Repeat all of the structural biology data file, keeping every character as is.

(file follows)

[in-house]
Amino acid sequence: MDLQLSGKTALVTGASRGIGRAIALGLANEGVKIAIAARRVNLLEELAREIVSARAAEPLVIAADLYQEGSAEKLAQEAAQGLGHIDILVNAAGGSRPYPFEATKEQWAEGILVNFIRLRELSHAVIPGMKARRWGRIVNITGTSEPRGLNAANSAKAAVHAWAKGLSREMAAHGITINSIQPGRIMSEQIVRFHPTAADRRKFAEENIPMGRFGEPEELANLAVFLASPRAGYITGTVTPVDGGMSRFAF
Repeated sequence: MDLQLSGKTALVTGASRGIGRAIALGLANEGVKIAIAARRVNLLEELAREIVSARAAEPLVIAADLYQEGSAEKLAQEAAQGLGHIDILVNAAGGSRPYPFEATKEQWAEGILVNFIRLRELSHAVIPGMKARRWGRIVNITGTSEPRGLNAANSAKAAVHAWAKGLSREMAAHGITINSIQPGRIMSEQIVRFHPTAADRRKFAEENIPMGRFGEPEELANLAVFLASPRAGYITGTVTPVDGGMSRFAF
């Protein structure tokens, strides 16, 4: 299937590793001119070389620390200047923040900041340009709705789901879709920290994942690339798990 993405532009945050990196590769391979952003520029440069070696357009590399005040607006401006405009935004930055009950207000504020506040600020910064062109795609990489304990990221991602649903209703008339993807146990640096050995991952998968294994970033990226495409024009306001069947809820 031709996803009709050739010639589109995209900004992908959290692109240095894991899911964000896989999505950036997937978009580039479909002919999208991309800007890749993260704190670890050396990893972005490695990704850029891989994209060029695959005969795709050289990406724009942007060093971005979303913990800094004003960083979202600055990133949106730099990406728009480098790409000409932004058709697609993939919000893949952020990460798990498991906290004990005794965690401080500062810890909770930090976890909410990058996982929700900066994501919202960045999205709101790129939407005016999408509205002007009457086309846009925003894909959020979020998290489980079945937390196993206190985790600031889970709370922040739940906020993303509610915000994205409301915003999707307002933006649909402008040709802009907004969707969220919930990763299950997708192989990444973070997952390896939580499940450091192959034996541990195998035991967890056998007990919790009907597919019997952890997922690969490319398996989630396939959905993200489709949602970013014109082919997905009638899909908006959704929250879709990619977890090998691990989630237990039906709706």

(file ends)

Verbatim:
[in-house]
Amino acid sequence: MDLQLSGKTALVTGASRGIGRAIALGLANEGVKIAIAARRVNLLEELAREIVSARAAEPLVIAADLYQEGSAEKLAQEAAQGLGHIDILVNAAGGSRPYPFEATKEQWAEGILVNFIRLRELSHAVIPGMKARRWGRIVNITGTSEPRGLNAANSAKAAVHAWAKGLSREMAAHGITINSIQPGRIMSEQIVRFHPTAADRRKFAEENIPMGRFGEPEELANLAVFLASPRAGYITGTVTPVDGGMSRFAF
Repeated sequence: MDLQLSGKTALVTGASRGIGRAIALGLANEGVKIAIAARRVNLLEELAREIVSARAAEPLVIAADLYQEGSAEKLAQEAAQGLGHIDILVNAAGGSRPYPFEATKEQWAEGILVNFIRLRELSHAVIPGMKARRWGRIVNITGTSEPRGLNAANSAKAAVHAWAKGLSREMAAHGITINSIQPGRIMSEQIVRFHPTAADRRKFAEENIPMGRFGEPEELANLAVFLASPRAGYITGTVTPVDGGMSRFAF
């Protein structure tokens, strides 16, 4: 299937590793001119070389620390200047923040900041340009709705789901879709920290994942690339798990 993405532009945050990196590769391979952003520029440069070696357009590399005040607006401006405009935004930055009950207000504020506040600020910064062109795609990489304990990221991602649903209703008339993807146990640096050995991952998968294994970033990226495409024009306001069947809820 031709996803009709050739010639589109995209900004992908959290692109240095894991899911964000896989999505950036997937978009580039479909002919999208991309800007890749993260704190670890050396990893972005490695990704850029891989994209060029695959005969795709050289990406724009942007060093971005979303913990800094004003960083979202600055990133949106730099990406728009480098790409000409932004058709697609993939919000893949952020990460798990498991906290004990005794965690401080500062810890909770930090976890909410990058996982929700900066994501919202960045999205709101790129939407005016999408509205002007009457086309846009925003894909959020979020998290489980079945937390196993206190985790600031889970709370922040739940906020993303509610915000994205409301915003999707307002933006649909402008040709802009907004969707969220919930990763299950997708192989990444973070997952390896939580499940450091192959034996541990195998035991967890056998007990919790009907597919019997952890997922690969490319398996989630396939959905993200489709949602970013014109082919997905009638899909908006959704929250879709990619977890090998691990989630237990039906709706």